Detect NSR Utility
This small but useful utility will help you to detect a native screen ratio (NSR) of your monitor and also to set a new graphic mode. Your monitor’s native screen ratio refers to the ratio between its width and height. For example, a 4:3 display produces an image that is more square, where a 16:9 ratio produces an image that is more rectangular in shape.
For example, the 16:9 NSR is sometimes referred to as 1.78:1, or simply 1.78. It is because 16 divided by 9 = 1.78 which is the same thing. A 1.78 screen is 1.78 units in width for every unit of height.
The computer display industry has been moving away from the 4:3 format in recent years, but 4:3 NSR displays are still in use.
If you have an LCD monitor, check your screen resolution. This helps to determine the clarity of on-screen images. It’s a good practice to set an LCD monitor to its native resolution. To see your monitor’s native resolution, check the last row in the “Available Modes from the main adapter” list in Detect NSR Utility. It is always the maximum resolution which your monitor can display.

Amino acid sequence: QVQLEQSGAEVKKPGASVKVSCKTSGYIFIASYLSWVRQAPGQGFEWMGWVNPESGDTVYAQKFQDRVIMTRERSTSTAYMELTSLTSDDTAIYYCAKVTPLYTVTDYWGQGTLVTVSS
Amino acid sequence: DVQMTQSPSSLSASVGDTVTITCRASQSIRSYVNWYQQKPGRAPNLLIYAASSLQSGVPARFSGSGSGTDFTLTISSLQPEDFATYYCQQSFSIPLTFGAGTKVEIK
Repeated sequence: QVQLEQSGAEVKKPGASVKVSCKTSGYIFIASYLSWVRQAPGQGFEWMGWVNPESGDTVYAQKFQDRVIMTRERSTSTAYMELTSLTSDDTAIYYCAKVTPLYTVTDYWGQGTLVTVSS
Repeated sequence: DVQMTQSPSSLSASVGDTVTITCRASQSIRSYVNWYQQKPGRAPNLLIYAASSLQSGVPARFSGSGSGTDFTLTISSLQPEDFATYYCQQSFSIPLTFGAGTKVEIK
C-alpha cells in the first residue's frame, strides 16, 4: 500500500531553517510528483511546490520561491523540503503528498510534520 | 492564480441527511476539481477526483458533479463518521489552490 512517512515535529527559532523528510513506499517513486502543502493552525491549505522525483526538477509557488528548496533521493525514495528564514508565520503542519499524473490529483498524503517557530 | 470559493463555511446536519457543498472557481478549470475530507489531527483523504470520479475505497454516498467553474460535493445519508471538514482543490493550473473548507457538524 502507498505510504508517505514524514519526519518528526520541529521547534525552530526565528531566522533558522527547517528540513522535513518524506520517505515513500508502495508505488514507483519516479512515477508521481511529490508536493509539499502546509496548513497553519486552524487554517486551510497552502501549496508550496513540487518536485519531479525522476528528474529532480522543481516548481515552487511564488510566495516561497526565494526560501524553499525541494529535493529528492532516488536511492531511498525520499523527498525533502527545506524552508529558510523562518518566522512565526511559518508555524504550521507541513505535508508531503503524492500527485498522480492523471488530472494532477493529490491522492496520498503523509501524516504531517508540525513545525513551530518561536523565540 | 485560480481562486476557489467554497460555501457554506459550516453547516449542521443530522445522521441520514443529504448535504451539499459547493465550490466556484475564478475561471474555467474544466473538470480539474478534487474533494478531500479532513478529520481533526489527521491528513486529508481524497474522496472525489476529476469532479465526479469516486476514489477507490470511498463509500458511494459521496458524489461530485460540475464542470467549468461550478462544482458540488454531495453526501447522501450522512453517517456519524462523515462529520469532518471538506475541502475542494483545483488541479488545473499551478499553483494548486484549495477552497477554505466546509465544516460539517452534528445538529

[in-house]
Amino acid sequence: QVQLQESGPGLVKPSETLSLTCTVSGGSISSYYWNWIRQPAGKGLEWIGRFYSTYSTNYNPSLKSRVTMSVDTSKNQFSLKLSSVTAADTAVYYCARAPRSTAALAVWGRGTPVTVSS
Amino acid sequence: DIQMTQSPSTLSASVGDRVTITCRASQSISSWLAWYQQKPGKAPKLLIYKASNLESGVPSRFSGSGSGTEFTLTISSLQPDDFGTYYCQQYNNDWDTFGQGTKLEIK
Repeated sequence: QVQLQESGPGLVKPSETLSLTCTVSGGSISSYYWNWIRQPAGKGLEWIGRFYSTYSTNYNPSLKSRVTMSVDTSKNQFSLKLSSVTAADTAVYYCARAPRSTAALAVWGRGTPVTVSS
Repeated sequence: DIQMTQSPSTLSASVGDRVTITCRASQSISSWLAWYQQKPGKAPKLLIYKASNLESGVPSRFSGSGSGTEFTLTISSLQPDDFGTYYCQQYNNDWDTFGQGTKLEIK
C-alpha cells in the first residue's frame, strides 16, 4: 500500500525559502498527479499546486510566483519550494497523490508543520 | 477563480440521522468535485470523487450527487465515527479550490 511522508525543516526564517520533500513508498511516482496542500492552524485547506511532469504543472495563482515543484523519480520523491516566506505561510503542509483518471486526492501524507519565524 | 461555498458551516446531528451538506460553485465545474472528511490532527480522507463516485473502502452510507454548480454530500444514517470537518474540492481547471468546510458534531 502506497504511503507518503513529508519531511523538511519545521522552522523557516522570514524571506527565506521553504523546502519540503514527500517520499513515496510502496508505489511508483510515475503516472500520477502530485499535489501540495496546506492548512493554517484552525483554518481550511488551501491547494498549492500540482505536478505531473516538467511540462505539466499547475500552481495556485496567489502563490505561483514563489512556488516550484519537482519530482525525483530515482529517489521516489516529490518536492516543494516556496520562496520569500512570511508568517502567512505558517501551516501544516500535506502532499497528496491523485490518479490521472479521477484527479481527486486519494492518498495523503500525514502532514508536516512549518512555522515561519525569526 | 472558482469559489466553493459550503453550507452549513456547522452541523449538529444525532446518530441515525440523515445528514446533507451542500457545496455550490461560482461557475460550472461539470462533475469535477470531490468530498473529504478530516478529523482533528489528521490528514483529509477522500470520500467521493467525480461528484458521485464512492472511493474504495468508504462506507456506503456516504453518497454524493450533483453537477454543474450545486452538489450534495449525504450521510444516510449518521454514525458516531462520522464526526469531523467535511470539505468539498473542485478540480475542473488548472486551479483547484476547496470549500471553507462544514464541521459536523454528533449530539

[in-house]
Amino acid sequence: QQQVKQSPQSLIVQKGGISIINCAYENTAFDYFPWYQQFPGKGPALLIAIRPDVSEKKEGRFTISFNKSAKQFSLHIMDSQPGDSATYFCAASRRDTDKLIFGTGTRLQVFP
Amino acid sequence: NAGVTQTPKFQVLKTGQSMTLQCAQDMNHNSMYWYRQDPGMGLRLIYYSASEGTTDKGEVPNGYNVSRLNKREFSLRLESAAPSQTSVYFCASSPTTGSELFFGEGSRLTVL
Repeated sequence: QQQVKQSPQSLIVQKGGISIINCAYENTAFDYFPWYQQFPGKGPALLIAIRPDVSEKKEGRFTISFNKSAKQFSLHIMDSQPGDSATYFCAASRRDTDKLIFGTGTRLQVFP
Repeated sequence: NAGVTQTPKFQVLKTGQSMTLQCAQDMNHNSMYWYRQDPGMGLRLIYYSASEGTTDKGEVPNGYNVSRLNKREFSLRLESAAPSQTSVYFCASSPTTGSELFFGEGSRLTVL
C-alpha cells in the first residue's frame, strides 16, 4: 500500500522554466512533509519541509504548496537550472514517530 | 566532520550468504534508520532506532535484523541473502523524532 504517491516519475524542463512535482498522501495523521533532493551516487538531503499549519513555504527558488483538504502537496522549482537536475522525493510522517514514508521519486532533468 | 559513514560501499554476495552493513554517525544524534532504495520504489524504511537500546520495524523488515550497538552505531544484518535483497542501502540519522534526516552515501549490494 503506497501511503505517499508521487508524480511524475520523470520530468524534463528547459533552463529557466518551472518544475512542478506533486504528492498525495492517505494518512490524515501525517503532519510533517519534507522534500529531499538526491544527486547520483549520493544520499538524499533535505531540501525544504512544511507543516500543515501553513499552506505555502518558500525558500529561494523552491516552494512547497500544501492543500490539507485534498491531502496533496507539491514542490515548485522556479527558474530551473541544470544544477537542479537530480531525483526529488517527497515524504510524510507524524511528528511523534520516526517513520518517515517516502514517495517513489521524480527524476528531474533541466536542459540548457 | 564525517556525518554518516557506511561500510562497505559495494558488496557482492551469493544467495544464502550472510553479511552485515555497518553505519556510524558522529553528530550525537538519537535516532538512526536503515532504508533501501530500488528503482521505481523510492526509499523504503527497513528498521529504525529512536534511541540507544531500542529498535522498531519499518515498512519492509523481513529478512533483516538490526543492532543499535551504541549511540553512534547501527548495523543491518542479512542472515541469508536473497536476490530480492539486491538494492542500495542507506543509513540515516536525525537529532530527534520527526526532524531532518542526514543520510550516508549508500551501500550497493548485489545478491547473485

With Detect NSR Utility you can also change your current graphic mode of your currently active graphic adpater. Select one of available graphic modes and click on “Set Mode” button. You will be warn with the following message box: “Would you like to change the Graphic adapter settings? Please, notice that a new settings will be done immediately. Choose ‘No’ to retain the current Graphic adapter settings.”
Detect NSR Utility is also a part of GBCAT – Computer Aided Transceiver, where it has the function to detect a graphic adapter, to calculate NSR and to set the appropriate ratio between some graphic elements, like an appropriate display of the analog S-meter unit simulation. Thanks to my friend Wim PA3WT, this utility is also tested on sometimes capricious ATI Mobility Radeon HD 5470 graphic adapter and works as expected.
You can download Detect NSR Utility free of charge, by simple click on the word “Download”:
Software requirement: Installed Microsoft(tm) .Net Framework 4 Client Profile.
Author: Ivan, 9A2GB.
Nice job Ivan!
I will give it a try.
Thank you, Mike.
Please, let me know if you find any bug.
Any suggestions for an improvement is welcome 🙂
73 de Ivan